Prospective teachers in Md. appreciate Educator Shortage Act, some still want improvements

Gov. Wes Moore (D) hands a ceremonial pen to Jailyn Bridgeforth, who graduated with an elementary education degree from Morgan State University a few days after the bill signing ceremony May 16 in Annapolis. Moore signed the Maryland Educator Shortage Reduction Act into law. (Courtesy Executive Office of the Governor)

This article was republished with permission from WTOP’s news partners at Maryland Matters. Sign up for Maryland Matters’ free email subscription today.

This content was republished with permission from WTOP’s news partners at Maryland Matters. Sign up for Maryland Matters’ free email subscription today.

Maryland lawmakers admit it can take several years, and multiple attempts, from when a bill is introduced until it is passed. But some teachers-in-training pushed to make sure that didn’t happen in this year’s 90-day legislative session.

Part of the work behind Gov. Wes Moore’s Maryland Educator Shortage Reduction Act (House Bill 1219), which goes into effect Saturday, began last year with conversations among Maryland college students at the National Education Association’s Aspiring Educators Conference in Chicago.

Marieme Ndiaye, who attended the annual conference, said she and other education majors spent thousands of dollars on gas, food, clothing and classroom materials while enrolled in unpaid internships. They also must participate in mandatory classroom teaching in their senior year.

And they must pass Praxis tests, which measure knowledge and classroom skills, to become certified teachers.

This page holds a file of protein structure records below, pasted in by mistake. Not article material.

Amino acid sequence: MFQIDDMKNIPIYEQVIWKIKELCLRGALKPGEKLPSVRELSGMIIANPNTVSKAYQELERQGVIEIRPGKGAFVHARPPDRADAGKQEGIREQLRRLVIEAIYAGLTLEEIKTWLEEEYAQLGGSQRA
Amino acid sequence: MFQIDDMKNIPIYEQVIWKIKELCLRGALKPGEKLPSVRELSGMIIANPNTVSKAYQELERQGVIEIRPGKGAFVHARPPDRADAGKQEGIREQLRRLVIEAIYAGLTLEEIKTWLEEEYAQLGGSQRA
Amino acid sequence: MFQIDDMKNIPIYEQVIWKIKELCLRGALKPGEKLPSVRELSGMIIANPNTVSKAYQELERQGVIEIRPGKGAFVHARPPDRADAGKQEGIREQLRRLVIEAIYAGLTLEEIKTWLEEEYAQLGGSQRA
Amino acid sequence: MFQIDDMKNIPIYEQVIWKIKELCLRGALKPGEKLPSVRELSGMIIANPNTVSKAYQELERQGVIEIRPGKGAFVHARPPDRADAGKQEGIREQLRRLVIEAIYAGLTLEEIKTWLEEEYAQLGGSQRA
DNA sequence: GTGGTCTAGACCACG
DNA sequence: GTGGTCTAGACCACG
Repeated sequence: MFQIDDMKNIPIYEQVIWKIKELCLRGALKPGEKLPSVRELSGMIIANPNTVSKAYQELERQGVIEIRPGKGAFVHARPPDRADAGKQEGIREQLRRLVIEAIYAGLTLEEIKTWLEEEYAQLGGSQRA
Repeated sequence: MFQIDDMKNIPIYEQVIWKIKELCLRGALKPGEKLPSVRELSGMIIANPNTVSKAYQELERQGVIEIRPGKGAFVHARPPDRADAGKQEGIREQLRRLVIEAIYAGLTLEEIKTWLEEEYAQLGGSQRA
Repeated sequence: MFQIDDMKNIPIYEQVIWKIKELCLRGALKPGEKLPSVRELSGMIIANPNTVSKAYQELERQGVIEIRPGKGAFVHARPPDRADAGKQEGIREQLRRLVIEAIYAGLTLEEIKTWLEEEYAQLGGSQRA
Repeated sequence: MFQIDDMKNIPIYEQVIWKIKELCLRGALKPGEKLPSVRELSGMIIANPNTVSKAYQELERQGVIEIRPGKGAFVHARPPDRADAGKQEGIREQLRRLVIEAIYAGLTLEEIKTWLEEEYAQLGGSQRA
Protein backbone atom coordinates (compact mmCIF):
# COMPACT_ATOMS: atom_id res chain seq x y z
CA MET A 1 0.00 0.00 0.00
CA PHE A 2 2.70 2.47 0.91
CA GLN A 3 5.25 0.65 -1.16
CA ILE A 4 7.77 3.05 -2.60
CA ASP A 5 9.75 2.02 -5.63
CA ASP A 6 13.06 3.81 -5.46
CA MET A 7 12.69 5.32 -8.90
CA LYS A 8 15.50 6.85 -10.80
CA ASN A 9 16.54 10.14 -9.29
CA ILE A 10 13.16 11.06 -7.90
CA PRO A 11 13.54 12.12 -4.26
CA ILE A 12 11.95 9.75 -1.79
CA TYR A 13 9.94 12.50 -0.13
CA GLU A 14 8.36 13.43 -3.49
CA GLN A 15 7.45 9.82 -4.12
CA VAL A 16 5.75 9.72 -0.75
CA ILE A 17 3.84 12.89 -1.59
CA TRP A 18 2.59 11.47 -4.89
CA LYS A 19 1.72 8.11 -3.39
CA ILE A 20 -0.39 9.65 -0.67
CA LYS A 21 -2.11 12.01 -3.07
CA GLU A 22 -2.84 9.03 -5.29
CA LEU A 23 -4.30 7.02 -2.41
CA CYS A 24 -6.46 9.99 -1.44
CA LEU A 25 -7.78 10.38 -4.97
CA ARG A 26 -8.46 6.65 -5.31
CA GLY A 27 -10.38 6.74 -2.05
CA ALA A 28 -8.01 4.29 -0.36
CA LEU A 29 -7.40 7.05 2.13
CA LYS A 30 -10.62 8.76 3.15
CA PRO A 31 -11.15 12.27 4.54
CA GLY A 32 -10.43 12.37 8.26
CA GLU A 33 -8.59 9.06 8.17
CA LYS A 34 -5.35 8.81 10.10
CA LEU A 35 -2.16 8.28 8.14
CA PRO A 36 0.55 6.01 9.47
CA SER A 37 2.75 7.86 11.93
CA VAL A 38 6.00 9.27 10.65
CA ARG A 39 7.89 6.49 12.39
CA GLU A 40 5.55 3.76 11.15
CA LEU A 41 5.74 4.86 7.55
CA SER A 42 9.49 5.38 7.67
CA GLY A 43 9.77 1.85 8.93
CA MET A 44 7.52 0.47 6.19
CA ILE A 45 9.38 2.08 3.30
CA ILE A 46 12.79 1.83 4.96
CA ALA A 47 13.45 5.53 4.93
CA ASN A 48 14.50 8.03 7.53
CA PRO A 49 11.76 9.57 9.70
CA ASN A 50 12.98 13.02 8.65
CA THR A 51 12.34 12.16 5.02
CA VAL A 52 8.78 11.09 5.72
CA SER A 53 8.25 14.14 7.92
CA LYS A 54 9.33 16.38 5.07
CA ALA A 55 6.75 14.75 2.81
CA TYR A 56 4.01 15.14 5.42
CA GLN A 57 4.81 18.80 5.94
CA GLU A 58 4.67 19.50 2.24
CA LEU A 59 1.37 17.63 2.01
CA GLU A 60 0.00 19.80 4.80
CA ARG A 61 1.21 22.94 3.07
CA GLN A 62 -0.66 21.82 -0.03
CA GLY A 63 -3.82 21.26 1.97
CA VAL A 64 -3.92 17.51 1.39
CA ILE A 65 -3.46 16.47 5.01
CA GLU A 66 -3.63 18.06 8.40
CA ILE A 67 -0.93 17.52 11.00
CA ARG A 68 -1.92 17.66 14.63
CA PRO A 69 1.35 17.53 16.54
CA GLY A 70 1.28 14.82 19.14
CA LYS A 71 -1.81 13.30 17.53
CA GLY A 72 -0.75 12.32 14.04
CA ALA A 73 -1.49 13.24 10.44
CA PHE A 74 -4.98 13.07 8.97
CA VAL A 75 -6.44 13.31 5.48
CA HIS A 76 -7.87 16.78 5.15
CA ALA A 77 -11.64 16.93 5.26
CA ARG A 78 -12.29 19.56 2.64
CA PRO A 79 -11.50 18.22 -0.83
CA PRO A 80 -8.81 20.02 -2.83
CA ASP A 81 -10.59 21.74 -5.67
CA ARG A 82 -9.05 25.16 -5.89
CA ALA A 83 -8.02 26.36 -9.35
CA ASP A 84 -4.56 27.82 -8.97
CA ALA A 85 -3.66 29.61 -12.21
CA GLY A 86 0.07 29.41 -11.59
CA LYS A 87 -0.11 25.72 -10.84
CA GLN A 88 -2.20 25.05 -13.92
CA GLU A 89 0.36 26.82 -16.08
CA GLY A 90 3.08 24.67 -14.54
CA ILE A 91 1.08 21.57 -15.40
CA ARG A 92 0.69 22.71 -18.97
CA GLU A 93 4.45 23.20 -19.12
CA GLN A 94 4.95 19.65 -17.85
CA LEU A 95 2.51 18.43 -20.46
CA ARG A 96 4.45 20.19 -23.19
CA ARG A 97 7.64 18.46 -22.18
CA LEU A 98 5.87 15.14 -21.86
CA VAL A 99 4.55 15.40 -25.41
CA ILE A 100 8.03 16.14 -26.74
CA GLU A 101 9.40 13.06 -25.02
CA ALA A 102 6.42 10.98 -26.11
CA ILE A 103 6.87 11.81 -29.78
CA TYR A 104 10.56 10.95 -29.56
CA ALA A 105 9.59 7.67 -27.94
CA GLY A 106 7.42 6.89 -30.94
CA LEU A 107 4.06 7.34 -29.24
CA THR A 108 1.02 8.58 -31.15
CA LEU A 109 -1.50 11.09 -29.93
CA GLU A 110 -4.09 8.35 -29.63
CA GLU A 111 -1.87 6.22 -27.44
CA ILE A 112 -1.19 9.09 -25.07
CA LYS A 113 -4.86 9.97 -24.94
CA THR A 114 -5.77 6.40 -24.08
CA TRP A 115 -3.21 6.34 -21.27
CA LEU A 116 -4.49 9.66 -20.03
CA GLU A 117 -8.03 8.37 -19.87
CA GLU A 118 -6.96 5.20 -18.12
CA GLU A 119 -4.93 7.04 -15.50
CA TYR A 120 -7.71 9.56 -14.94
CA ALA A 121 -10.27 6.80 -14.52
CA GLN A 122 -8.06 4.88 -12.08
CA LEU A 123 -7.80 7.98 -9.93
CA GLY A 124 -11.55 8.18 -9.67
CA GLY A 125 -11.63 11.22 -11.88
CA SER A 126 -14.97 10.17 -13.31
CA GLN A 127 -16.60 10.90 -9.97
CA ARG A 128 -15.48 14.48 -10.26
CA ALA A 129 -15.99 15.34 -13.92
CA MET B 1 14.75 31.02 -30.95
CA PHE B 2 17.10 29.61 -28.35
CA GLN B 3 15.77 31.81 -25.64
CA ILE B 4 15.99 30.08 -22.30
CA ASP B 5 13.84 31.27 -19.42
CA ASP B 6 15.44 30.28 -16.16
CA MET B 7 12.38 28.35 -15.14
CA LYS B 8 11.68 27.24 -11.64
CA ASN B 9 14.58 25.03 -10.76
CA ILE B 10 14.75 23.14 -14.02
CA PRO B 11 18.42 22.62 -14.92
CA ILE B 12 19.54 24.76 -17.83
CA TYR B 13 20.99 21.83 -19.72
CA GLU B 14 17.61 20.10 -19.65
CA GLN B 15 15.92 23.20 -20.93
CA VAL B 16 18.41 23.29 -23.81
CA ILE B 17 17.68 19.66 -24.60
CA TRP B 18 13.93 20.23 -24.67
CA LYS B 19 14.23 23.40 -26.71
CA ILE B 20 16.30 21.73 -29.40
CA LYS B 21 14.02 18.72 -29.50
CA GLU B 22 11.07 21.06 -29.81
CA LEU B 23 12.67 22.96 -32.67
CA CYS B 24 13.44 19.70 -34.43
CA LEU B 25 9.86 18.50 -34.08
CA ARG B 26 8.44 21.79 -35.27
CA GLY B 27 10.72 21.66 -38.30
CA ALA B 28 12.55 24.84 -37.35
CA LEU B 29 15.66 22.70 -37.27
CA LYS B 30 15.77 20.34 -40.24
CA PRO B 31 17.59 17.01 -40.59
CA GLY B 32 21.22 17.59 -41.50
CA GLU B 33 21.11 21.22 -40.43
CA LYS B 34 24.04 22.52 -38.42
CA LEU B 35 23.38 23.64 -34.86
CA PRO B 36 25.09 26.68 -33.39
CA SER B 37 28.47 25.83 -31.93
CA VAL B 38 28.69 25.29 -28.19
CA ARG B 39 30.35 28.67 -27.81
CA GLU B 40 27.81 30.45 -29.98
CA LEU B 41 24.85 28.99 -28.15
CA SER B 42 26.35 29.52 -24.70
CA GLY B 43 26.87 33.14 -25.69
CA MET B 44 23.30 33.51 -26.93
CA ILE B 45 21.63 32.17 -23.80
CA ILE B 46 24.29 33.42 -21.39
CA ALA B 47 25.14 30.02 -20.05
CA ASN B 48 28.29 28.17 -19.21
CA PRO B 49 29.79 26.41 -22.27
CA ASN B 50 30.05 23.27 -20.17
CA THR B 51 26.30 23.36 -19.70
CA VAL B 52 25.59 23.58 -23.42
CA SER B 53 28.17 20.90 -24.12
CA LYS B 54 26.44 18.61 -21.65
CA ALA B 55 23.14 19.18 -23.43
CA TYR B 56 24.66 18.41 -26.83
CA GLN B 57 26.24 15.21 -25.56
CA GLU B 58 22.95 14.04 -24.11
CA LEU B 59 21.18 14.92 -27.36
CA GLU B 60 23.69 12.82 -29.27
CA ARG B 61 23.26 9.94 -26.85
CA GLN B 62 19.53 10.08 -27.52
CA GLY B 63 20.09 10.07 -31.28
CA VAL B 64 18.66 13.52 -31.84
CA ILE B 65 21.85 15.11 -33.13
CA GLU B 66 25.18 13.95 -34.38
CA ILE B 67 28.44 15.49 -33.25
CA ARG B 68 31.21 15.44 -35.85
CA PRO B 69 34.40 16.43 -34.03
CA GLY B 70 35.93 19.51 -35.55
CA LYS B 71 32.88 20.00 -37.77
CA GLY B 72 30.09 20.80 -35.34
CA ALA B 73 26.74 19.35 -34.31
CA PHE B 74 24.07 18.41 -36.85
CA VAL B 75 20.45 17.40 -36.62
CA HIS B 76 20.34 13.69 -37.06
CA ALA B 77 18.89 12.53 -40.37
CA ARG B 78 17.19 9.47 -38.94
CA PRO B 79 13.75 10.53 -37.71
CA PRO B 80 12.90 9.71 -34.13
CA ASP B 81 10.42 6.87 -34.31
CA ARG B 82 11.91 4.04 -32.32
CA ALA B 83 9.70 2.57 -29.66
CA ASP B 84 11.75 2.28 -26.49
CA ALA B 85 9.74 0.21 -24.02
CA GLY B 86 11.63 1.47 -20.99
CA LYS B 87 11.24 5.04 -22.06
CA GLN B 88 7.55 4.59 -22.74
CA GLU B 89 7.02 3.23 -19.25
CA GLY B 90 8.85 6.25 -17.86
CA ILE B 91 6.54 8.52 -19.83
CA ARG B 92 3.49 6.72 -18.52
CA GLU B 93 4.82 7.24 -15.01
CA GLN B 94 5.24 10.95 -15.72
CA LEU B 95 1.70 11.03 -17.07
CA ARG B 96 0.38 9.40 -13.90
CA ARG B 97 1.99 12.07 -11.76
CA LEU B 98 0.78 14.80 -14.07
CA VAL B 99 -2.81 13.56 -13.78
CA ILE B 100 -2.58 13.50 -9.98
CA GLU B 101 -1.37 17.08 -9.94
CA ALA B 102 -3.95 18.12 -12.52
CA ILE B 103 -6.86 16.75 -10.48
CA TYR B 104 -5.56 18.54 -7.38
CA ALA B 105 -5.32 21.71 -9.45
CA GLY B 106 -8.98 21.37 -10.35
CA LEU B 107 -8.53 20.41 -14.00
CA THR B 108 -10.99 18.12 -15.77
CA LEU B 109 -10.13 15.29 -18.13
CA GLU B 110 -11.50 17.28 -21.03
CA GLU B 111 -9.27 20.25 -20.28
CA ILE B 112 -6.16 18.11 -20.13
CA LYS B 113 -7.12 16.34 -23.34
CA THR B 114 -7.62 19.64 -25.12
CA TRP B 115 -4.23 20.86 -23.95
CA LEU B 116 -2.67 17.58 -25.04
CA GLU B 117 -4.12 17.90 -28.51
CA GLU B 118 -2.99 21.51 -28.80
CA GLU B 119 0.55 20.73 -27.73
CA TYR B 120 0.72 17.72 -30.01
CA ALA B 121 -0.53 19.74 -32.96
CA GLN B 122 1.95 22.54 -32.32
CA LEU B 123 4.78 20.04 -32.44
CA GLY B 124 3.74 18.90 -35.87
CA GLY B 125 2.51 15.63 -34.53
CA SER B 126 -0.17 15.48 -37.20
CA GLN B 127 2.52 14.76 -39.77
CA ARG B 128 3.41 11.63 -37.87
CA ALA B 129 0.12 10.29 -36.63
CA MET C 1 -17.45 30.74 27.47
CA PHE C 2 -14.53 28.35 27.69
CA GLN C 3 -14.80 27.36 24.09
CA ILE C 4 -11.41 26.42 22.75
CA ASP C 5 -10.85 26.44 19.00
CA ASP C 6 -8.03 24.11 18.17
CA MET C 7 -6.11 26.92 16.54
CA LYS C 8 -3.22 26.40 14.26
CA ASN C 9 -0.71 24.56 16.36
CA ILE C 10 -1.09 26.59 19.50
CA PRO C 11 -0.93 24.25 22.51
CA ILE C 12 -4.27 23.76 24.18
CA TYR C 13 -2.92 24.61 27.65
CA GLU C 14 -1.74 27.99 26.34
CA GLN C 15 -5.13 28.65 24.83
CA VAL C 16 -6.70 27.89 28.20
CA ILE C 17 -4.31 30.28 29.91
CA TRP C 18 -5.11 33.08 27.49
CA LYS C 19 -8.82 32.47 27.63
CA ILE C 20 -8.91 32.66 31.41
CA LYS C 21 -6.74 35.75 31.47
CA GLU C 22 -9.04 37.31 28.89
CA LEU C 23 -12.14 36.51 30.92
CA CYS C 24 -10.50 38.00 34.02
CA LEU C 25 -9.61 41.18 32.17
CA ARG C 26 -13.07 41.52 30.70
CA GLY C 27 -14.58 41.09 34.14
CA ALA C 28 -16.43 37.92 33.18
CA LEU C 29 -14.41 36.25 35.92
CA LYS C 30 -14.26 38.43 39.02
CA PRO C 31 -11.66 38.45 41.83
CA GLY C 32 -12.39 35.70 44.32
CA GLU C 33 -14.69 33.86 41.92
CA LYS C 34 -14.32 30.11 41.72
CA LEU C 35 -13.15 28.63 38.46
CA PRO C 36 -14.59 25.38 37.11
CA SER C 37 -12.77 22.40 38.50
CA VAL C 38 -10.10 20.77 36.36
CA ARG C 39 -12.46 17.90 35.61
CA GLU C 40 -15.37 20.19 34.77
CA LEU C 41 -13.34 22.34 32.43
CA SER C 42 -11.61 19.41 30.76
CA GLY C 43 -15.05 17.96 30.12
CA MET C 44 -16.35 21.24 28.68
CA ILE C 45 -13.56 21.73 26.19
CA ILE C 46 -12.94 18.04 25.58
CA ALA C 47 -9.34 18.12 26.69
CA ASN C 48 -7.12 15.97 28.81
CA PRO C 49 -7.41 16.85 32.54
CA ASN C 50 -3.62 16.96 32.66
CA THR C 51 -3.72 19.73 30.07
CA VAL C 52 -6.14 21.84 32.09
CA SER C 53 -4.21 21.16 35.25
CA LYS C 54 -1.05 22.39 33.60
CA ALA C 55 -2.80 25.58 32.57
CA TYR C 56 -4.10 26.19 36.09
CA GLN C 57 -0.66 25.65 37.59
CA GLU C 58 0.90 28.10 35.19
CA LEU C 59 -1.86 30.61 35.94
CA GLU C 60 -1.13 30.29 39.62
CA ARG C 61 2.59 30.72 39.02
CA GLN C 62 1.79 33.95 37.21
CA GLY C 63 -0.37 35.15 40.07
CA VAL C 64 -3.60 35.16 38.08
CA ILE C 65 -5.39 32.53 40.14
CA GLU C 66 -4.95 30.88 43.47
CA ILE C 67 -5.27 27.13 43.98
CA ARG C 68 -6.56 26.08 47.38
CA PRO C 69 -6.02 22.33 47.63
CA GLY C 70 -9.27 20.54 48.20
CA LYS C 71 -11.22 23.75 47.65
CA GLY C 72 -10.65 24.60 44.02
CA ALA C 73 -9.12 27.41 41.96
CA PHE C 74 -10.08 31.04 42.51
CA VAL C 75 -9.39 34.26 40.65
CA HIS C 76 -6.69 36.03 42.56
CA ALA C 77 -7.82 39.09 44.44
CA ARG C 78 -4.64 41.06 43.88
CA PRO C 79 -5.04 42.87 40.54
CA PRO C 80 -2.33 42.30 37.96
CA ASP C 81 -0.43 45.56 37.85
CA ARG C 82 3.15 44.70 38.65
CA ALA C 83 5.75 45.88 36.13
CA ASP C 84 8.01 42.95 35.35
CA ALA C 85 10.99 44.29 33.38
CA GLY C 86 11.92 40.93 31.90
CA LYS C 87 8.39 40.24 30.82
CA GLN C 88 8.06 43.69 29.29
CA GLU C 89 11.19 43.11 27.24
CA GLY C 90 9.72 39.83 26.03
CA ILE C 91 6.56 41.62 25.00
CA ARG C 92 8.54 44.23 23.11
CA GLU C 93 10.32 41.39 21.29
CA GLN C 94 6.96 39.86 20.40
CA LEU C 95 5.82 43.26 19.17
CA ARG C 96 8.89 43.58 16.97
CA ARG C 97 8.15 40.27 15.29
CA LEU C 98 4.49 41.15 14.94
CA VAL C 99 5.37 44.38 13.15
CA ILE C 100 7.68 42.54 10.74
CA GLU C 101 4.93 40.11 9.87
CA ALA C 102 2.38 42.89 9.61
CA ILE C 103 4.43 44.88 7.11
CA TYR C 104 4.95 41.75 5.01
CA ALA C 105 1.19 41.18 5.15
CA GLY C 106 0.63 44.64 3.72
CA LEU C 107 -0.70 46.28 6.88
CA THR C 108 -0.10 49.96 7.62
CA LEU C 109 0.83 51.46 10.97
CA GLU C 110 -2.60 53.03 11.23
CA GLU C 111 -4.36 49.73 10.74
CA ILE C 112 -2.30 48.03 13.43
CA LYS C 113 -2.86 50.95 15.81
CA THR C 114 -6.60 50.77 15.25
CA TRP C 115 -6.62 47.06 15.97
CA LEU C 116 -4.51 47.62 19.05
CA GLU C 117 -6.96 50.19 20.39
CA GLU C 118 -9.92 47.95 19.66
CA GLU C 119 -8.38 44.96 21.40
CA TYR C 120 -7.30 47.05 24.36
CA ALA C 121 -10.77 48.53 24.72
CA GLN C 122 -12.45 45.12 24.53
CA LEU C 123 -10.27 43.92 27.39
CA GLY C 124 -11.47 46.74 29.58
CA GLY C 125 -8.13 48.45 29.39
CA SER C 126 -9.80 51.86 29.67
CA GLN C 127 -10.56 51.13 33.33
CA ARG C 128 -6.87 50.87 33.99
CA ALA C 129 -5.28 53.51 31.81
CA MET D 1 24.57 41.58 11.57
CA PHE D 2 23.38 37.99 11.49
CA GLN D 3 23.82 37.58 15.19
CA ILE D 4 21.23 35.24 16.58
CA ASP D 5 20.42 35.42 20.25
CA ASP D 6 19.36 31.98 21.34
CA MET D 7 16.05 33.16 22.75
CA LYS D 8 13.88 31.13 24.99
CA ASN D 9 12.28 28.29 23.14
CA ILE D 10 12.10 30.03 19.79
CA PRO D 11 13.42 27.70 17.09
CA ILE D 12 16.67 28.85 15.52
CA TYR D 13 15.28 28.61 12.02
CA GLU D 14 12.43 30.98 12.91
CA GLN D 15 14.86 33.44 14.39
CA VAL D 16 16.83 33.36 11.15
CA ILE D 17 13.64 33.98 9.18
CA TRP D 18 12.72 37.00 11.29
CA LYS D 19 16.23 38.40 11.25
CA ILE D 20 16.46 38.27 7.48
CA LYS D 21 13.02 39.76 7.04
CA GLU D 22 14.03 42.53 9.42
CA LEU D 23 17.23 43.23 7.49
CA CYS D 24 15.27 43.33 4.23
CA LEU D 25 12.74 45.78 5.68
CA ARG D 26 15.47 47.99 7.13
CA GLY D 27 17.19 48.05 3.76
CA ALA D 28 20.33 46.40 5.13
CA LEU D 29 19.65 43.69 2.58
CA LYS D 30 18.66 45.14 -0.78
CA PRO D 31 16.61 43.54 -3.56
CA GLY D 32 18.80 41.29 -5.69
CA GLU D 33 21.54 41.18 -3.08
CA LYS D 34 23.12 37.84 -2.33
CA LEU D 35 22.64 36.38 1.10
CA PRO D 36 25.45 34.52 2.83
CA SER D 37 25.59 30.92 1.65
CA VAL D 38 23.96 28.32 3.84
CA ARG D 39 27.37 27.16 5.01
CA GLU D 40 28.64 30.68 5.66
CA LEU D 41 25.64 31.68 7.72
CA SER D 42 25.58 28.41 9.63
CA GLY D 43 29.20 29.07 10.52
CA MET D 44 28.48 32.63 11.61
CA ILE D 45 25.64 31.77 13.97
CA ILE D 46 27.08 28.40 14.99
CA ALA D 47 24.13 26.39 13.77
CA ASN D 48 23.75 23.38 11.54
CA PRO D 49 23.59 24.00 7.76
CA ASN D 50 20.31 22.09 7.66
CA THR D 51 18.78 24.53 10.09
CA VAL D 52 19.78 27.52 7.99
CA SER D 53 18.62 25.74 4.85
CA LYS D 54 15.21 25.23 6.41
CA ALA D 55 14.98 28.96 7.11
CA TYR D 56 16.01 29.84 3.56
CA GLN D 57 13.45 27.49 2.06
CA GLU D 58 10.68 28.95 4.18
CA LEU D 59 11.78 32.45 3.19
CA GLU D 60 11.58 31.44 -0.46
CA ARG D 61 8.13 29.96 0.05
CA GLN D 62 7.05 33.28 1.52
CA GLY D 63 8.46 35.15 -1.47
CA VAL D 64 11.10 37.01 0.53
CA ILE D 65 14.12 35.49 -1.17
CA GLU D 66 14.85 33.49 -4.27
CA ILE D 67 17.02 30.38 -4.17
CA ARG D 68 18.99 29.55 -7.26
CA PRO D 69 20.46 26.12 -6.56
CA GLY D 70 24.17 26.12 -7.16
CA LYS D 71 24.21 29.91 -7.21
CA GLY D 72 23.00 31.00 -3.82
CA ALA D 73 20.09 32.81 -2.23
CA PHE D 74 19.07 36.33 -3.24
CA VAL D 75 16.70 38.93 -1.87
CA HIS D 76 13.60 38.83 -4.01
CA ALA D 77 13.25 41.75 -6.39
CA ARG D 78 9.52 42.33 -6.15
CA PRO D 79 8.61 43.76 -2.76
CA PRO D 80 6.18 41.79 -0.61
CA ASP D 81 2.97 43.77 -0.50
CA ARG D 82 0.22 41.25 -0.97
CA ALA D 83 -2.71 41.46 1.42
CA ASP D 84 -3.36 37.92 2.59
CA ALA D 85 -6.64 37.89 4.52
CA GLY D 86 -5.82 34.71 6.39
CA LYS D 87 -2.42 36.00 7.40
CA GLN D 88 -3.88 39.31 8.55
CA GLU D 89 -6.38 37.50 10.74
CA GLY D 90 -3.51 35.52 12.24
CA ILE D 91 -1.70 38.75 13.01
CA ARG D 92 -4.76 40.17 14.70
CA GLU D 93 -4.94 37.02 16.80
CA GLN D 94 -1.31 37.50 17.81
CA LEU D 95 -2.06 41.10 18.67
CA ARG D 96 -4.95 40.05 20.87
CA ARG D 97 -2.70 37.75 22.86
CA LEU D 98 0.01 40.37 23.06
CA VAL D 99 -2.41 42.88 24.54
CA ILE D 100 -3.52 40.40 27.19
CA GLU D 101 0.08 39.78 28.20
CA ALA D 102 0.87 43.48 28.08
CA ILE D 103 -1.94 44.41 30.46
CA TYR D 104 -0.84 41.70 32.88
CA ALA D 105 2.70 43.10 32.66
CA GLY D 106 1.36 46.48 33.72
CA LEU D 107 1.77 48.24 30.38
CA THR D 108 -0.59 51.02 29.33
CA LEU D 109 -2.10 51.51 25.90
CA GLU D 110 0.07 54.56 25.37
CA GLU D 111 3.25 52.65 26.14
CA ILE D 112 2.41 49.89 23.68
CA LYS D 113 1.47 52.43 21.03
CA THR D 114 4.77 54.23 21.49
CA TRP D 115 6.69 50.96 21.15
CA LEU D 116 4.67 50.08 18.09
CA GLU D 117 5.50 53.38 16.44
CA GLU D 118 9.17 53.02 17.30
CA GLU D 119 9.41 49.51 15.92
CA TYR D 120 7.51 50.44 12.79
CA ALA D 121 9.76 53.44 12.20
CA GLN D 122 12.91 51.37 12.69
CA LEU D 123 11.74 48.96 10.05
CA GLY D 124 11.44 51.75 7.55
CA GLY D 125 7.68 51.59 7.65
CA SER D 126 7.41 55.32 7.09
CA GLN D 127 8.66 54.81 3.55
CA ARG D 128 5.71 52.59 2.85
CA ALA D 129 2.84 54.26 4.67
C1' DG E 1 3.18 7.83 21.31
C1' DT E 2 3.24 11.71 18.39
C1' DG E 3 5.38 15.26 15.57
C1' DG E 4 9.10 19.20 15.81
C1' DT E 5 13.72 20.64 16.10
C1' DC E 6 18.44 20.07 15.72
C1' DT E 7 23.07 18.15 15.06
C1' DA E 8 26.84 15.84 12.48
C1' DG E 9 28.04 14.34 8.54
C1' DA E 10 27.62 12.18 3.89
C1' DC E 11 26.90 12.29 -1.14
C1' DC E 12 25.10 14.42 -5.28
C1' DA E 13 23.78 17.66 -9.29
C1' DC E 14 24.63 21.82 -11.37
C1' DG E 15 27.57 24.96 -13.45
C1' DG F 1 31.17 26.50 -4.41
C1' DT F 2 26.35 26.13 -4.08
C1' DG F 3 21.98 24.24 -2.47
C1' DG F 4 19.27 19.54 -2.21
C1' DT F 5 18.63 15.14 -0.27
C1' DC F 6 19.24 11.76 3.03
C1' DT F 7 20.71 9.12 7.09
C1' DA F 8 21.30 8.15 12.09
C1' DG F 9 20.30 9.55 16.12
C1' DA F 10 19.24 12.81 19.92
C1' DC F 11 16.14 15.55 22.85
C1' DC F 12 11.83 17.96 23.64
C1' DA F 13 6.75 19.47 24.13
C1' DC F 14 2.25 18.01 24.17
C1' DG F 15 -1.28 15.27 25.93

Ndiaye said she spent nearly $700 because she had to pay at least twice for each test after she didn’t pass on some subjects.

“My expenses [during senior year] were almost $7,000…that came out of my pocket. Having a paid internship is a big thing,” said Ndiaye, 22, who graduated in May from Bowie State University in Prince George’s County and is scheduled to teach next school year at Cooper Lane Elementary in the county. “This legislation won’t benefit me going forward. It’s just the peace of knowing that the generations after me are going to be okay.”

The Educator Shortage Act provides a $20,000 yearly stipend eligible student teachers to address the state’s teacher shortage. To qualify for the stipend, students must be enrolled in a teacher preparatory program and commit to work two years in a high-needs school in Maryland.

The bill also includes financial assistance for mental health professionals who work in schools for at least two years, allows “eligible” prekindergarten providers to provide teacher preparation programs and requires more diversity in all 24 Maryland public school systems.

It changes eligibility for the Teaching Fellows for Maryland scholarship to no longer require recipients to be Maryland residents or graduates of a Maryland high school.

It requires the Higher Education Commission’s Office of Student Financial Assistance to publicize the financial incentives at the state’s four historically Black colleges and universities (Bowie State, Morgan State, Coppin State and University of Maryland Eastern Shore) and to other students of other color “that are underrepresented in the teaching profession.”